Play’s the Thing: Recess on Theatrical and Virtual Playgrounds (Extended Blog Post)

Play. Just that one word can communicate so much. The first image that comes to mind for me personally is that of children playing with each other outside on a sunny day without any other care in the world.

I’m sure we would all agree that this behavior is just fine for kids, but what if all anyone ever did was play? Applied to fully developed adults, the word takes on the connotation of frivolity – a waste of time. So often, this association between irrelevance and play diminishes the importance of everything associated with the word. But do we ever really stop playing? Should we? The two biggest examples of playing for me relate to playing on the stage and playing an online video game. Though from opposite ends of the historical spectrum, both harken back to our desire to play, perform, and to be present with each other, just like outside at recess.

Coming from a theater background, I can’t help but see playing online video games through the lens of performance. In his book Exodus to the Virtual World, Edward Castronova, a Professor of Telecommunications at Indiana University Bloomington, notes how “everything we’ve learned about games and online environments says that people have an almost irrepressible desire to construct little models of people and places and display them as an extension of their own being” (Castronova 51). To me, that’s performance, and that’s play. I think we recognize, from an early age that most of our relationships, to each other and the world, are constructs. Since they exist only because we allow them to, we have no problem constructing new environments and new expressions of ourselves to inhabit them, and in fact, I think we need to. However, since these new models are smaller-scale, and generated by individuals instead of a societal consensus, we call these smaller worlds “play.”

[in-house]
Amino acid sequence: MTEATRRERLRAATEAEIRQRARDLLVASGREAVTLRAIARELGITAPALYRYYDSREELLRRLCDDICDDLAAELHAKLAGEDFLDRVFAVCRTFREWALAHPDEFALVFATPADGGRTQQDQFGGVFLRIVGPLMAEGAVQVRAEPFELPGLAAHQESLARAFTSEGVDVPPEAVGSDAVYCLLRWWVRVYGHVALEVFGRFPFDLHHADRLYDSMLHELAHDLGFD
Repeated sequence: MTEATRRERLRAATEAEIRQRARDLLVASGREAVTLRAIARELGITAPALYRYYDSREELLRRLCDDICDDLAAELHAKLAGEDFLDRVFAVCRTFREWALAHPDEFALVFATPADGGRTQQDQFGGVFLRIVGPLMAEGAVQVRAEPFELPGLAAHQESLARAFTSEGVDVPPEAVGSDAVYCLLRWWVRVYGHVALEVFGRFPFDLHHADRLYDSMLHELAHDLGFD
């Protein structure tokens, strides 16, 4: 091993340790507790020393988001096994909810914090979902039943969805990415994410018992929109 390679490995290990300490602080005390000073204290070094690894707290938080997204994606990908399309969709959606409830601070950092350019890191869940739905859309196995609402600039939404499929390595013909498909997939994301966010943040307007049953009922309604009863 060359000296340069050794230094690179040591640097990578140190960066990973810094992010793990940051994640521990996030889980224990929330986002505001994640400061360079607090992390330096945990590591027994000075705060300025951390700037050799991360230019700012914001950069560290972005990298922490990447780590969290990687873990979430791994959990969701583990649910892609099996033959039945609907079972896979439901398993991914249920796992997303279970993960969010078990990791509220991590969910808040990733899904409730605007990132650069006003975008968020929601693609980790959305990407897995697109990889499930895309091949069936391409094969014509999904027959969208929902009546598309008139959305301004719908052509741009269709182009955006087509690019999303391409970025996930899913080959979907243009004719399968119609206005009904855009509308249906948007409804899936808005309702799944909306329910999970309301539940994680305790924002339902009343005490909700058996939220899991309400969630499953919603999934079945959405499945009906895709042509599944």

When we’re kids, we’re allowed to fully engage with this world-creating desire that we have, but as we get older, the realms of expression get tighter and more specified. In order to fulfill that need that we think goes away when we “grow up,” many turn to video games. Some turn to theatre.


While there are other places people can turn to, they are limited. I think that these two seemingly distant fields are two of the most open and fulfilling outlets for our incessant need to play and perform. In Digital Performance, academic and actor Steve Dixon explains how “interactive works encourage a playful, childlike fascination for the pleasure of cause and effect, where a simple hand movement or facial grimace causes a domino effect, a ripple through time and space that directly affects and transforms something outside of oneself” (Dixon 598). Our drive to affect the world around us sometimes gets muddied by the restrictions we’ve all “agreed” on, and so we seek out other worlds that we can impact the way that we choose to.

Before I get into the details about the relationships between the theater and video games, it’s important to note their shared vocabulary. While of course there are differences, a seminal link between the two worlds lies in the language. Dixon explains how “theater terminology was freely adopted by game designers, including ‘setting,’ ‘player,’ and ‘character’; …while other emergent acronyms such as IC (in character) and OOC (out of character) were drawn directly from acting and theater practice” (Dixon 601). While this seems like an obvious point to make, marking these linguistic parallels will help in discerning the close ties and sharp deviations between playing onstage and online.

When you boil down theater to its most basic parts, you get a performer and an spectator. Both online video games and theater ask us, as players and observers, to believe fully in the reality of some other world that exists only because we have agreed that it does. Both accomplish this similarly by pushing us to forget the larger world we have agreed exists by drawing us in together. The famous Russian acting theorist, Constantin Stanislavski, explains in his book, An Actor Prepares, how “in order to get away from the auditorium you must be interested in something on the stage” (Stanislavski 70). While, indeed, concentrating on “something” on the stage, or on your computer screen, does help to forget either the auditorium or your bedroom, I would argue that more specifically, full envelopment comes from an interest in the other people in the same space as you.